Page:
Apr 26, 2006 6:12 pm US/Central
Men Get Jail Time In Milwaukee Tire-Slashing Case
A judge admonished a congresswoman's son and three other Democratic campaign workers for interfering with voters' civil rights as he sentenced them to jail Wednesday for puncturing the tires of some Republican vans on Election Day 2004.
Judge Michael B. Brennan exceeded the recommendation of prosecutors in sentencing the four men to jail time ranging from four to six months for misdemeanor property damage.
"Voter suppression has no place in our country," Brennan told the defendants in Milwaukee County Circuit Court. "Your crime took away that right to vote for some citizens."
The Republican Party wanted to use the vans to transport voters to the polls during the presidential election.
The men, including the son of U.S Rep. Gwen Moore, D-Milwaukee, had pleaded no contest in January to misdemeanor property damage in a plea agreement with prosecutors who recommended no jail time.
Brennan told Moore's 26-year-old son, Sowande A. Omokunde, he was impressed by his expression of remorse and gave him the lightest sentence of four months in jail.
The judge cited prior criminal records when sentencing Michael Pratt, the son of former acting Milwaukee Mayor Marvin Pratt, and Lewis Caldwell to six months in jail.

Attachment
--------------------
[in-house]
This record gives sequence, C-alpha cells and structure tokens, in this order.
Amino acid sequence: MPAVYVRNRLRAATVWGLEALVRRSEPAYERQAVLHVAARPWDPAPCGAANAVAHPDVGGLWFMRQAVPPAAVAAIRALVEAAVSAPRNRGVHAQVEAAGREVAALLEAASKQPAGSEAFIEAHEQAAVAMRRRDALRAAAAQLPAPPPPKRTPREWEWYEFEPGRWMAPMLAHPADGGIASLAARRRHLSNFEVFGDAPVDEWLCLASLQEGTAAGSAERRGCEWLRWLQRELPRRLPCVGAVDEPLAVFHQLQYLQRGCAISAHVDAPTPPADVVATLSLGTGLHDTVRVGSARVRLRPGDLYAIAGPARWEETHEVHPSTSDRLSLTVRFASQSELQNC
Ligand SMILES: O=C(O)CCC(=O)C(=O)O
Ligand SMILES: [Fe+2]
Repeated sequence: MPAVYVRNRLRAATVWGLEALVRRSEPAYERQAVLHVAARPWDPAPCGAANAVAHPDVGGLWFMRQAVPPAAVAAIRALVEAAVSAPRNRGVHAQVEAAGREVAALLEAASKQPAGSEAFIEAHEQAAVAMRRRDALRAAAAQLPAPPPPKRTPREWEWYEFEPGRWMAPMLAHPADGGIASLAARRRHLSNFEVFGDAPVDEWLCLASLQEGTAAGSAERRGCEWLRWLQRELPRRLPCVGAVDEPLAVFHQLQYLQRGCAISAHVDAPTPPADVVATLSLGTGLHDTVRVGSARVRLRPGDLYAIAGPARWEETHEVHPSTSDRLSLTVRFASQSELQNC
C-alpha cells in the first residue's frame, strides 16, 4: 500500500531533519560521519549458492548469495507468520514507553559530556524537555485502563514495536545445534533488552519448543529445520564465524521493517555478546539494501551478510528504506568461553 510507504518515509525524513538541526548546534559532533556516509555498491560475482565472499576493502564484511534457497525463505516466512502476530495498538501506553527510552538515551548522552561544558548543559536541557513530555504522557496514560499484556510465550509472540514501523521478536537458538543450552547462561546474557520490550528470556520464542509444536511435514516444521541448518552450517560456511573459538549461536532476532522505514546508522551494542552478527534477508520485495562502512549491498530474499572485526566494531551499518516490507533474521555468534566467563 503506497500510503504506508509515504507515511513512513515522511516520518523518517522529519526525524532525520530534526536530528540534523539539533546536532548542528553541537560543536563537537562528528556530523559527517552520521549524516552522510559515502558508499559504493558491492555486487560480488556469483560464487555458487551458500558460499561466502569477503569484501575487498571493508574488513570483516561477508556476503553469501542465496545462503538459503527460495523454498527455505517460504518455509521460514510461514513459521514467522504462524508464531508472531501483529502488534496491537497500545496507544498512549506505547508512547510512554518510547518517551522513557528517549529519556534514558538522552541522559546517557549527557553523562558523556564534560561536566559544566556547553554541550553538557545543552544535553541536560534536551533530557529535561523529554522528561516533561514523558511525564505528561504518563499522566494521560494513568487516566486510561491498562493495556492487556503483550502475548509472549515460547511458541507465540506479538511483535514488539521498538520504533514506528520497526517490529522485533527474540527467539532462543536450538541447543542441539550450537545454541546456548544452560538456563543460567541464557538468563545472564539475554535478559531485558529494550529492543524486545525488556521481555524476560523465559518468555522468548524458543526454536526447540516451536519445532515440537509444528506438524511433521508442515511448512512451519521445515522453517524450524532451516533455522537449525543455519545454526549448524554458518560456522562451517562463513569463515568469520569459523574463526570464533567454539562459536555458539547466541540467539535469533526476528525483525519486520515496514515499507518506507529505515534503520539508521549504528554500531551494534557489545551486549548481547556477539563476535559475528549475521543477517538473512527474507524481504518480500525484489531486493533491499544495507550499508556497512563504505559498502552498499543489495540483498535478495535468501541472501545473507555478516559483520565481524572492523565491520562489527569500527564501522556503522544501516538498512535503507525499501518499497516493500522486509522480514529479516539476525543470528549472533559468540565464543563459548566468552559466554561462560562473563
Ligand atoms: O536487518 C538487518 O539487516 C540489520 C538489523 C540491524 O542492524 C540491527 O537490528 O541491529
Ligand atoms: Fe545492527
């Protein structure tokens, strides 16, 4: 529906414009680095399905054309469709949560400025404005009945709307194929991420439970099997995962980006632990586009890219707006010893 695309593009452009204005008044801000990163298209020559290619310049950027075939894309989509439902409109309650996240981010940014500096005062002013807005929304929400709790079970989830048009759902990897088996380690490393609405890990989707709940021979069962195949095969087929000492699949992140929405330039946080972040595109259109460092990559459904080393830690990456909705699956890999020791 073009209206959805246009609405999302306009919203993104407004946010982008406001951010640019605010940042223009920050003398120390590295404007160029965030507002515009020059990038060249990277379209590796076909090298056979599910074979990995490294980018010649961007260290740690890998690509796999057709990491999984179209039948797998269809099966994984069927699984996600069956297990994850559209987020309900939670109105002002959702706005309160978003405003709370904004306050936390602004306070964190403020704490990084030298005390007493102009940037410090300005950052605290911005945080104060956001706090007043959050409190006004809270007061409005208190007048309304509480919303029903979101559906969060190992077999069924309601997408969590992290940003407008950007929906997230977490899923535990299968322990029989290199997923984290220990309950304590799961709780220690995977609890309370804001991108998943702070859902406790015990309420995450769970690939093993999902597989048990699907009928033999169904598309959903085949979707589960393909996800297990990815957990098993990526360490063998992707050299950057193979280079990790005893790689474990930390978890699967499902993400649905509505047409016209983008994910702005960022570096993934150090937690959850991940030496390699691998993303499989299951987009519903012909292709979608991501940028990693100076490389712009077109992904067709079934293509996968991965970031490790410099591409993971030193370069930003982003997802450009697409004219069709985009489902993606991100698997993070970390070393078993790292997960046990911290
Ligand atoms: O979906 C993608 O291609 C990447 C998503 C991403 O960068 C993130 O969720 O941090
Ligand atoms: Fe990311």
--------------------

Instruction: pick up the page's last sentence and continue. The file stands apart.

Pratt, 33, was convicted of hazing in Walworth County in 1995 when he was a student at the University of Wisconsin-Whitewater. Caldwell, 29, was convicted of causing injury when driving while intoxicated in 1999.
Lavelle Mohammad, a 36-year-old father of four, was given five months in jail. All four men were granted work-release privileges and were each ordered to pay $1,000 in fines. The defendants also paid $5,320 in total restitution for the damage to the 25 GOP vans.
The defendants were originally charged with felony property damage but accepted plea deals on the lesser charge as jurors deliberated following an eight-day trial in January. The jury found a fifth worker who did not accept the plea deal not guilty.
The four men each faced a maximum nine-month jail term and a fine of $10,000 on the misdemeanor.
The state Republican Party had rented more than 100 vehicles that were parked in a lot next to a Bush-Cheney campaign office to transport voters and poll monitors on Nov. 2, 2004. The vandalism caused some delays in the GOP's Election Day work as party workers rounded up other vehicles. Democrat John Kerry won Wisconsin's 10 electoral votes in a close race.
Brennan told the four that "partisanship is not an excuse for breaking the law."
State Republican Party Executive Director Rick Wiley argued for more than probation during the sentencing hearing.
"This was a crime that warrants more punishment than what the plea agreement spells out," Wiley told the judge. After sentencing, Wiley said the jail sentences should deter people from similar crimes.
Moore, who was in the courtroom for her son's trial, commented only briefly when leaving the courthouse.
"I love my son very much. I'm very proud of him. He's accepted responsibility," she said.
The attorneys for the four defendants chronicled their clients' acts of kindness and volunteer efforts when arguing for leniency.
Rodney Cubbie, Pratt's attorney, talked about his client's social work in the foster care system and his desire to earn a second master's degree in order to teach. Cubbie argued for a fine and community service.
Omokunde told the judge that no one has the right to commit a crime in heat of a political battle.
"Your honor, I crossed the line," he said.
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